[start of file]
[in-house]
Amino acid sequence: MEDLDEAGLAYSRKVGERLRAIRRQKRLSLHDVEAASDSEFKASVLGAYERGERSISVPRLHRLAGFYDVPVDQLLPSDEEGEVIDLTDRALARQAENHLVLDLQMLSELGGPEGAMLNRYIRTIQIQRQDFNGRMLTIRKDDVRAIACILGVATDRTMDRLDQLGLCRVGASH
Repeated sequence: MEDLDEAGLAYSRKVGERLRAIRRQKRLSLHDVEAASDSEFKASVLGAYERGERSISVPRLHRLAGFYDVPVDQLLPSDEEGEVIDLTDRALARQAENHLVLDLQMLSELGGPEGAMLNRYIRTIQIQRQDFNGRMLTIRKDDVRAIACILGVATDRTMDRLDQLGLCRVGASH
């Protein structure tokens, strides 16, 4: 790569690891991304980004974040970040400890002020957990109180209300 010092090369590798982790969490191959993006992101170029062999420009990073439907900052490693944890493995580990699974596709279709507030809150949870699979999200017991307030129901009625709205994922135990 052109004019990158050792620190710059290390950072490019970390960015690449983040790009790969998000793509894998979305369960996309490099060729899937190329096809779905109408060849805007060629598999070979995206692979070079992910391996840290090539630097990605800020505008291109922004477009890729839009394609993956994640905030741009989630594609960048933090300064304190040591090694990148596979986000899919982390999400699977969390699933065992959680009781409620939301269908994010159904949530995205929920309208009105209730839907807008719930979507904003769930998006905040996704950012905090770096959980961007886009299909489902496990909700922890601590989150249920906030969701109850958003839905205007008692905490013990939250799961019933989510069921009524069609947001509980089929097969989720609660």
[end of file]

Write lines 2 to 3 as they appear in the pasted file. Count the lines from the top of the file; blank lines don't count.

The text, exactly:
Amino acid sequence: MEDLDEAGLAYSRKVGERLRAIRRQKRLSLHDVEAASDSEFKASVLGAYERGERSISVPRLHRLAGFYDVPVDQLLPSDEEGEVIDLTDRALARQAENHLVLDLQMLSELGGPEGAMLNRYIRTIQIQRQDFNGRMLTIRKDDVRAIACILGVATDRTMDRLDQLGLCRVGASH
Repeated sequence: MEDLDEAGLAYSRKVGERLRAIRRQKRLSLHDVEAASDSEFKASVLGAYERGERSISVPRLHRLAGFYDVPVDQLLPSDEEGEVIDLTDRALARQAENHLVLDLQMLSELGGPEGAMLNRYIRTIQIQRQDFNGRMLTIRKDDVRAIACILGVATDRTMDRLDQLGLCRVGASH